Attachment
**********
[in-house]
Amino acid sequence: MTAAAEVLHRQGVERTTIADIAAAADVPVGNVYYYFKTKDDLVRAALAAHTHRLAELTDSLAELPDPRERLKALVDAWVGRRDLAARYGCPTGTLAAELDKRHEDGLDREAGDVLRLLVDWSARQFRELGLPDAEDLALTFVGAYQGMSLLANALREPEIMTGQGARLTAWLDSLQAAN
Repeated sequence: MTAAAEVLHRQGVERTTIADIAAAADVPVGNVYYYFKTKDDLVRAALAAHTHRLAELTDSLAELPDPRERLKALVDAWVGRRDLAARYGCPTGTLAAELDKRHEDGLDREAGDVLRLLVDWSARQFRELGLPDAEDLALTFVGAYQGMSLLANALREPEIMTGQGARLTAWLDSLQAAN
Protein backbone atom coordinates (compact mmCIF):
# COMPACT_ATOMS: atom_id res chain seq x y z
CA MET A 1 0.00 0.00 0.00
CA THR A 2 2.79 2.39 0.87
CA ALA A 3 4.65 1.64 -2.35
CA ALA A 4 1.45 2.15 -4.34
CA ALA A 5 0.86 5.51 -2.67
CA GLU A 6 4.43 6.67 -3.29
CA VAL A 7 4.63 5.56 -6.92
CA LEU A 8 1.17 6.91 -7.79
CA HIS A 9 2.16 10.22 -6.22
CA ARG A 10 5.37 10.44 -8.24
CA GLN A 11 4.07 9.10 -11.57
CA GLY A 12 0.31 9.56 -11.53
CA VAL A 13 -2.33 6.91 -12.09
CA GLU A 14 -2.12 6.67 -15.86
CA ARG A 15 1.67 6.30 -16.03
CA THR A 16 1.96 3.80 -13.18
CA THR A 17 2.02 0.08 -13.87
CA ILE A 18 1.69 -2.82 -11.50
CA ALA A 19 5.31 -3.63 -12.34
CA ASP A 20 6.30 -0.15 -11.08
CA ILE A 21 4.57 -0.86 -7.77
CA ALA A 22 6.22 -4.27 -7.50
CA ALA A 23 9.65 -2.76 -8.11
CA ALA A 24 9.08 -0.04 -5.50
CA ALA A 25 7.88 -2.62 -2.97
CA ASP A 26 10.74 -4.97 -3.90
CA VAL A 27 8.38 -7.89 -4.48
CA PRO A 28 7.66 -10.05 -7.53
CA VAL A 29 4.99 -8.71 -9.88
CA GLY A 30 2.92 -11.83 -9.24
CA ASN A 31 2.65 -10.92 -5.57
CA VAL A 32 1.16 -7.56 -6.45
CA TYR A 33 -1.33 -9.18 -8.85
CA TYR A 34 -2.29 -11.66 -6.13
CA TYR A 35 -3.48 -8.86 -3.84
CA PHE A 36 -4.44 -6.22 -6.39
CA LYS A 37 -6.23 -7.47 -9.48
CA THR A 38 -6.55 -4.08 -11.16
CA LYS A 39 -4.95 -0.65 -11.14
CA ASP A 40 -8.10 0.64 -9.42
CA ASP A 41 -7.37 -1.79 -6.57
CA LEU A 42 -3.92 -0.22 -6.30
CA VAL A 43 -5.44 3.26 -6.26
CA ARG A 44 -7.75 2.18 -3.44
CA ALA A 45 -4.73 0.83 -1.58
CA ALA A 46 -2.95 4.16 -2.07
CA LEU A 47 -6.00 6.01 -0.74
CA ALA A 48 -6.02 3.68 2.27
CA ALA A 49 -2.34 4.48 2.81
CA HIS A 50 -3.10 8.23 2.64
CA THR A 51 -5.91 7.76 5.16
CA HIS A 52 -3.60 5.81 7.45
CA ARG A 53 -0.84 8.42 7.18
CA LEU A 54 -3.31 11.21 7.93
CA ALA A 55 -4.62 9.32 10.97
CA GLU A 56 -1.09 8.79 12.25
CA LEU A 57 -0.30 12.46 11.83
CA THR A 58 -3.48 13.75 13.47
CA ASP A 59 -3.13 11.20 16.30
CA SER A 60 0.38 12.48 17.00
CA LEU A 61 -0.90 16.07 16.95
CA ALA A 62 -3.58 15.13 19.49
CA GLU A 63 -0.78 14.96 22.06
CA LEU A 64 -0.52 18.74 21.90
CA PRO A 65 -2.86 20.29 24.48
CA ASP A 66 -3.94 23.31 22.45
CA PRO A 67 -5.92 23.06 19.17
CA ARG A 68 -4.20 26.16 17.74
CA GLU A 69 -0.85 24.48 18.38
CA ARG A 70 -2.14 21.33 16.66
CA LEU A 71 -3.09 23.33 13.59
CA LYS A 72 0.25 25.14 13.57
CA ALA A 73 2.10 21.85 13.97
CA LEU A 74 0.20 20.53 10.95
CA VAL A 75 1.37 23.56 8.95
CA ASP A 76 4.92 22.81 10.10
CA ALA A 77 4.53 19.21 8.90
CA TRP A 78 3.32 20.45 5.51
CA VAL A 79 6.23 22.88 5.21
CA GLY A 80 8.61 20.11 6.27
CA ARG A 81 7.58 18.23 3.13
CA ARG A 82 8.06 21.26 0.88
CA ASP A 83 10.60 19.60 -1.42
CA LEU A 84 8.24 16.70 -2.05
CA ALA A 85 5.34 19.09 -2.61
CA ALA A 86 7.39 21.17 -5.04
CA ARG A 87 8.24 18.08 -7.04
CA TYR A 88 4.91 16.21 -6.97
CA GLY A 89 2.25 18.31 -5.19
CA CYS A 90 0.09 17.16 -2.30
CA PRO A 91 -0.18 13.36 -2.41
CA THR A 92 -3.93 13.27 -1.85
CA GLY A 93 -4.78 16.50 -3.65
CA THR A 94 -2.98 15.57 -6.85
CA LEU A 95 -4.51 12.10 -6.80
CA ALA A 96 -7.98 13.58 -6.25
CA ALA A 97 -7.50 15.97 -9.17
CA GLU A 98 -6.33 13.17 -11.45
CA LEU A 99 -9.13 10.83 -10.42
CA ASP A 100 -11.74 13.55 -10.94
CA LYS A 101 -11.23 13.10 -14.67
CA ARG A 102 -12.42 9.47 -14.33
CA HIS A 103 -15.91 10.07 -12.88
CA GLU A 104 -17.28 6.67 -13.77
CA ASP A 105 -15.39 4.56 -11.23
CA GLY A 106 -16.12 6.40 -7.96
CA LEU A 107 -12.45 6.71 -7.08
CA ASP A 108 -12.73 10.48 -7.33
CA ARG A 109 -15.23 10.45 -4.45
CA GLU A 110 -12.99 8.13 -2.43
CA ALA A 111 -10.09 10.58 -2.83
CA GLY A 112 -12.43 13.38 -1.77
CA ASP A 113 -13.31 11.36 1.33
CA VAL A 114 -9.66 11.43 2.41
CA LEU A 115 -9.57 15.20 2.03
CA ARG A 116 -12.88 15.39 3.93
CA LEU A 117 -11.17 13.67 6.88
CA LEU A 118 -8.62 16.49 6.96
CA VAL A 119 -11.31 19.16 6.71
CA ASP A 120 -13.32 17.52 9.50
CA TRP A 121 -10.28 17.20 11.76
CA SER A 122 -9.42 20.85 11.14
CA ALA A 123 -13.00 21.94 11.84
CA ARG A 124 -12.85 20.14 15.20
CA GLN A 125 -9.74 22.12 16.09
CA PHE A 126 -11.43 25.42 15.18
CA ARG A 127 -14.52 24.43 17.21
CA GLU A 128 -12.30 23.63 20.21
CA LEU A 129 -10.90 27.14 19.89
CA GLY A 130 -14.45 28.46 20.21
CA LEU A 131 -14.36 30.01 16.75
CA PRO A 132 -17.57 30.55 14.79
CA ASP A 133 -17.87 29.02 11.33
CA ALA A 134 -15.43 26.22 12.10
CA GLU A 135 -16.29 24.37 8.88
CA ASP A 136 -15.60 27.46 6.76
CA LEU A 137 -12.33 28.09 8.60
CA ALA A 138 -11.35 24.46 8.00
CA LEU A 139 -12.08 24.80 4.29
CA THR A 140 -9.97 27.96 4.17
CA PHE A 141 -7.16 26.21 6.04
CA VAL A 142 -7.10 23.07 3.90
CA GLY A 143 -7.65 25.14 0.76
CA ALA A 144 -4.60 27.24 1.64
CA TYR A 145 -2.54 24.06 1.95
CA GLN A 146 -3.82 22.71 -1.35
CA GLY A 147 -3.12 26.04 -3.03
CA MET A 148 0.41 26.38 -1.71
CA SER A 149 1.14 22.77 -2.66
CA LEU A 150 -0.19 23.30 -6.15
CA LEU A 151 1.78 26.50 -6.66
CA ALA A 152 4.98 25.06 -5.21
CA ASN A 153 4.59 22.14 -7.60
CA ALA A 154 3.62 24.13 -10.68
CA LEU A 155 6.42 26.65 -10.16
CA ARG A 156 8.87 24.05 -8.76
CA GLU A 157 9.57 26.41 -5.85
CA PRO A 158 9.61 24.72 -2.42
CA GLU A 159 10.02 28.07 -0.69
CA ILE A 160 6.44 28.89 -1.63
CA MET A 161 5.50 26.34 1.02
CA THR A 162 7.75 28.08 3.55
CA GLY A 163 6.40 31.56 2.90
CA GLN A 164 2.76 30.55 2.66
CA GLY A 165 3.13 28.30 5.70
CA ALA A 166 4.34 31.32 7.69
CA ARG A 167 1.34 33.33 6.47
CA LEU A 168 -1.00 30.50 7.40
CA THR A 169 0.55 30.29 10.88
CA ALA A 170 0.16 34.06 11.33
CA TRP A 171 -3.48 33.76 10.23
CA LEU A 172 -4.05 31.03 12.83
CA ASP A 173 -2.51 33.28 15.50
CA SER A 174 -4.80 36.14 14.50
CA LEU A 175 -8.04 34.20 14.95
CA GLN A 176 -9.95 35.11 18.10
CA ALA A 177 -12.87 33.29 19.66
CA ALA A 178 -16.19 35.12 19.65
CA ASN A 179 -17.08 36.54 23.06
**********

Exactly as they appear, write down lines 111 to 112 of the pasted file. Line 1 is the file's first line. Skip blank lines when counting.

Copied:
CA GLY A 106 -16.12 6.40 -7.96
CA LEU A 107 -12.45 6.71 -7.08